Posted in GNU/Linux, LG, Microsoft, Patents at 4:38 am by Dr. Roy Schestowitz

LG is the latest victim, but let’s carry on pretending that “Microsoft loves Linux”

LG phone

Summary: Even though LG already pays Microsoft ‘protection’ money for alleged patent infringements in Linux (since 2007) the trolls that are connected to Microsoft carry on chasing it with lawsuits in East Texas, so Microsoft’s ‘protection’ is illusionary at best and Microsoft is a back-stabbing ‘ally’

THE malicious MOSAID (now known as Conversant and led by Boris Teksler) is a patent troll. It was armed by Microsoft some years ago and it now attacks Android OEMs. The latest victim? LG. As IAM put it yesterday: “Over the last four years the licensing dispute between Conversant subsidiary Core Wireless and LG has had all the familiar traits of a modern day infringement spat as the battle has dragged on in two separate district court cases.”

It’s the district court in East Texas and, as a reminder, “Conversant acquired the Core Wireless portfolio of around 2,000 assets from Nokia in 2011.” Remember that Microsoft guided the transfer of patents from Nokia to Conversant (known as MOSAID back then). We have been writing a lot about that. Boris Teksler is aware of it.

LG has also just been attacked by Uniloc, which Microsoft paid a lot of money back in the days (we wrote many articles about that). Again it’s in Texas, but the troll now preys on Korean firms. The English-speaking mainstream media in Korea wrote about that yesterday:

A nonpracticing entity filed a series of patent infringement lawsuits last year against South Korea’s information technology giants, including Samsung Electronics and LG Electronics, in an apparent move to ride their recently improved sales in the US market, a local intellectual property service provider said Monday.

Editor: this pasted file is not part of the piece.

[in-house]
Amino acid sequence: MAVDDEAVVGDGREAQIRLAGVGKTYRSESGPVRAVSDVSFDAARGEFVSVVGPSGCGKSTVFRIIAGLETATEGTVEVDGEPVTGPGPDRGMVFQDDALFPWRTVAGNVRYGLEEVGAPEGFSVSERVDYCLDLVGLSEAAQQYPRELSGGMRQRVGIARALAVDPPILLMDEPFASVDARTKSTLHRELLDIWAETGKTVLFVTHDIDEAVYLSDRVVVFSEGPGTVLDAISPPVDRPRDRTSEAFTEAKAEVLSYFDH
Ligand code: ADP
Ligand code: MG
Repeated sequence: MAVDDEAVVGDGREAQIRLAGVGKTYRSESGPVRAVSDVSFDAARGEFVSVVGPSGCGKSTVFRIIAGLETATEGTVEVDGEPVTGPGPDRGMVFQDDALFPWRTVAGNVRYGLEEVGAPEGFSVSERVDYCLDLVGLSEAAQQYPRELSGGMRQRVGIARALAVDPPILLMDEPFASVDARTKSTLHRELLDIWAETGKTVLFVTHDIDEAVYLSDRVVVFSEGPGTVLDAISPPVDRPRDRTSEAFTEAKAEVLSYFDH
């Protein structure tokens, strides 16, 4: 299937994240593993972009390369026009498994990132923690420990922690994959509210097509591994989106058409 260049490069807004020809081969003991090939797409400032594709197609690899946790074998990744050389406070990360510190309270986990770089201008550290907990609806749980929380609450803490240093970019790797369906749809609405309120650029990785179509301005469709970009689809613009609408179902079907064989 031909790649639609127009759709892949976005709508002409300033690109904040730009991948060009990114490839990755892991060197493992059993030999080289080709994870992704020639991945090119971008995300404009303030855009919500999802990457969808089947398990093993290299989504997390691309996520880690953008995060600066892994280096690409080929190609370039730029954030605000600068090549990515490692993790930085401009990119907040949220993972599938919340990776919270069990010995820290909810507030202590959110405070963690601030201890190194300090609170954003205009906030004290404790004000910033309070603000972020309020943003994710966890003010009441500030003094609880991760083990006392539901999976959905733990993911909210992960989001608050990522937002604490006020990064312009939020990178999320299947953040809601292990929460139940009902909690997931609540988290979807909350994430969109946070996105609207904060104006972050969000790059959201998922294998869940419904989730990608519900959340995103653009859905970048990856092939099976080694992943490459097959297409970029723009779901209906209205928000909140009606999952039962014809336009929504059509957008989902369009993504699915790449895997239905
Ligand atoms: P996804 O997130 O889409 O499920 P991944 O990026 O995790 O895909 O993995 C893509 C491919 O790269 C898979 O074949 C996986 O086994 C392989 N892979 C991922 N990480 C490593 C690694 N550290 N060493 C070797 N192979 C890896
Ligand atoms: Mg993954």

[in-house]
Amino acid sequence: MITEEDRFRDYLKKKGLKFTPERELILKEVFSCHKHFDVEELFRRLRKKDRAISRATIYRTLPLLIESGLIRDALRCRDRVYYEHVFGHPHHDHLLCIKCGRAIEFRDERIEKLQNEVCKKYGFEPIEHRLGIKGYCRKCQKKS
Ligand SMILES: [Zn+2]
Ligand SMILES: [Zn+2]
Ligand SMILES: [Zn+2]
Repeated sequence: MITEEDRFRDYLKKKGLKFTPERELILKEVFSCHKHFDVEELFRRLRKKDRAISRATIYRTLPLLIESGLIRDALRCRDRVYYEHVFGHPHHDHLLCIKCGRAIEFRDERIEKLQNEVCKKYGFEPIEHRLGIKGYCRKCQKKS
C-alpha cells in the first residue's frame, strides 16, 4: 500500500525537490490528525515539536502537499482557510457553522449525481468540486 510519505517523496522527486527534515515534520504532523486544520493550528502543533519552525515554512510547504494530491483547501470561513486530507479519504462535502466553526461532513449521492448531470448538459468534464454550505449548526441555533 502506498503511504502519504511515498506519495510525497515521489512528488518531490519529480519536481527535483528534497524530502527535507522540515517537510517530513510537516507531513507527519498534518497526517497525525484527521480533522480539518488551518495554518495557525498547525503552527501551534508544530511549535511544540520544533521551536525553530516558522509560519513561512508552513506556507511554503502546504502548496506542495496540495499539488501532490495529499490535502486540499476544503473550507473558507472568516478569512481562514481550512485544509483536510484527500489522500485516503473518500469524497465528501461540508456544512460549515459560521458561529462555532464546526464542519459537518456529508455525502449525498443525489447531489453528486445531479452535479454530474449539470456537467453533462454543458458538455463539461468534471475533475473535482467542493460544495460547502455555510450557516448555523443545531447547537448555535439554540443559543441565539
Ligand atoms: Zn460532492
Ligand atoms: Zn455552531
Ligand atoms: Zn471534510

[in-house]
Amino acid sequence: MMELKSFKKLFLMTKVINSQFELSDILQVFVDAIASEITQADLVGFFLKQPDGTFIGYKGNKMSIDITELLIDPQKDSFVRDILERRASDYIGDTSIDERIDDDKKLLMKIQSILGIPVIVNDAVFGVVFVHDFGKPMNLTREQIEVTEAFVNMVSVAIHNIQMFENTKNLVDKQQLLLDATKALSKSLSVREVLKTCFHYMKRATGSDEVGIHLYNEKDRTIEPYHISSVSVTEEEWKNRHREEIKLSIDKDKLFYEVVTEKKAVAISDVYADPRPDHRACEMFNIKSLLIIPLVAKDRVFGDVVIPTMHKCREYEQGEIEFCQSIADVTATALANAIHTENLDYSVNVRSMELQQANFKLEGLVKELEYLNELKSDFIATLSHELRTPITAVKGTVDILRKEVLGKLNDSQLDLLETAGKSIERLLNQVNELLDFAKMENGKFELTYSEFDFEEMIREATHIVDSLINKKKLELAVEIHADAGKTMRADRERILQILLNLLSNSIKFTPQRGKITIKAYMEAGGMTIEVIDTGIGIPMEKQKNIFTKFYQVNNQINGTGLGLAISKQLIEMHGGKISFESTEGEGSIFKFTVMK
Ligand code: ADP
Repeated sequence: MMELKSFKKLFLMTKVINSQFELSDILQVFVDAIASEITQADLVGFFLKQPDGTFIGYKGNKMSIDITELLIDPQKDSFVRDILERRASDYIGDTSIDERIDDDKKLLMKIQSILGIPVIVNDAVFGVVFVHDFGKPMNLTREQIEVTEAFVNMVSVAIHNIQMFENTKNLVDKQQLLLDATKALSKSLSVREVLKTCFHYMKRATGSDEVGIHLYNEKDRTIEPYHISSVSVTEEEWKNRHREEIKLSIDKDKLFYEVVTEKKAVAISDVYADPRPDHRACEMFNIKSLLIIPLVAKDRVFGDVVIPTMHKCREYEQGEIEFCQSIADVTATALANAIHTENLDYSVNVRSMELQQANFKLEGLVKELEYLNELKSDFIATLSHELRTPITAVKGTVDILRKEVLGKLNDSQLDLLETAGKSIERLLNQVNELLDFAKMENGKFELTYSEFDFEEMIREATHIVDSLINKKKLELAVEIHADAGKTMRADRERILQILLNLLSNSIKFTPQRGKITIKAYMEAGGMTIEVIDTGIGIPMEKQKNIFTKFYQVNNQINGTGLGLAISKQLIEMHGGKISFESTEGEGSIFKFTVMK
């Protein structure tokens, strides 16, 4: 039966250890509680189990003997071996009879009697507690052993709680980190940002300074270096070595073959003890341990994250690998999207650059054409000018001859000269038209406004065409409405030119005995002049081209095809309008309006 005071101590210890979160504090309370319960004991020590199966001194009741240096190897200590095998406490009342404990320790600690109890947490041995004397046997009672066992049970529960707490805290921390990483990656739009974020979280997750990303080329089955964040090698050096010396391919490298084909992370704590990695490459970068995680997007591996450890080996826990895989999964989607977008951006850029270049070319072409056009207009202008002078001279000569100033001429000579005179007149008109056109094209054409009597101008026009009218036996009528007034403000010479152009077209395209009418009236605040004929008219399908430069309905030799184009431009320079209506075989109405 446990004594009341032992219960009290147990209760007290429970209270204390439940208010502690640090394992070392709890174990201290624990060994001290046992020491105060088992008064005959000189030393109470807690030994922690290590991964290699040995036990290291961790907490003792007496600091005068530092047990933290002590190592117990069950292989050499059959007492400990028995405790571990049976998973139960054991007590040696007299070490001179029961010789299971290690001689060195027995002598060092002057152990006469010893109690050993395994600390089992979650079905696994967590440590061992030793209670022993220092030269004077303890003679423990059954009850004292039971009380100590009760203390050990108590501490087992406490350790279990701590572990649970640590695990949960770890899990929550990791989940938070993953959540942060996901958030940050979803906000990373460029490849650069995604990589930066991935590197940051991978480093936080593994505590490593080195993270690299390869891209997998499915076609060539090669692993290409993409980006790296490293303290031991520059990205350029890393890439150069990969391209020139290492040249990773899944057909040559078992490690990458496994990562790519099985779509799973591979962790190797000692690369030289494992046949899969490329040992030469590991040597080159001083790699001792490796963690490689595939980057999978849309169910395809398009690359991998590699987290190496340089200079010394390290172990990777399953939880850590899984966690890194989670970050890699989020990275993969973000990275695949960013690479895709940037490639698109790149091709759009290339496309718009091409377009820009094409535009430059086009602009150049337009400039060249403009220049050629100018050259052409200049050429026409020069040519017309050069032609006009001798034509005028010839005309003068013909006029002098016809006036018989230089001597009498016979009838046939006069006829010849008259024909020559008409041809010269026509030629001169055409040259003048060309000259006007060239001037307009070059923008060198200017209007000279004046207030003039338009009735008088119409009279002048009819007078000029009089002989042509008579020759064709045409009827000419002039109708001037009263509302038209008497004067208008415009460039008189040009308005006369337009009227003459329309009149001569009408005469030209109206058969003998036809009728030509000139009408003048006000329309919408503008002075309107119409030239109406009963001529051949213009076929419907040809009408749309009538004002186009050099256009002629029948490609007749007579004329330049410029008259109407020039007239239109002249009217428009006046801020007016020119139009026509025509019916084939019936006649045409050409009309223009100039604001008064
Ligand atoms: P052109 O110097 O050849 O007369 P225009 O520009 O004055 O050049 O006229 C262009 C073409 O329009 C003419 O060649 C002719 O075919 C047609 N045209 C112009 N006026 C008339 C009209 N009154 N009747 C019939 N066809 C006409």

Most recently, Uniloc filed a suit to the federal court of Texas in October last year, claiming LG Electronics infringed upon one of its patents through products equipped with smart home platform system SmartThinQ, according to Seoul-based global patent information company WIPS and US-based patent risk solution provider Rational Patent Exchange.

Notice how they target Korean companies not in Korea but in Texas. They drag their cases to the most notorious courts, which are also troll-friendly courts. This might get harder in the future because of TC Heartland. Based on this new report, patent law firms pack up and go as the number of new patent lawsuits filed in Texas fell by more than half. To quote:

San Francisco-based patent attorney Richard Hung never found an easy way to travel to eastern Texas to litigate patent cases.

But like hundreds of patent attorneys across the U.S., he had to. The U.S. District Court for the Eastern District of Texas was once the most popular venue for patent infringement lawsuits in the country.

A partner at Morrison & Foerster, LLP and co-chair of the firm’s Intellectual Property Litigation Group, Hung would spend at least six hours hopping through airports to the regional business hub in Shreveport, La., then drive west on I-20 for 35 miles. Once, when a return flight from Shreveport was canceled, he was forced to drive more than 200 miles to Houston to fly home.

[...]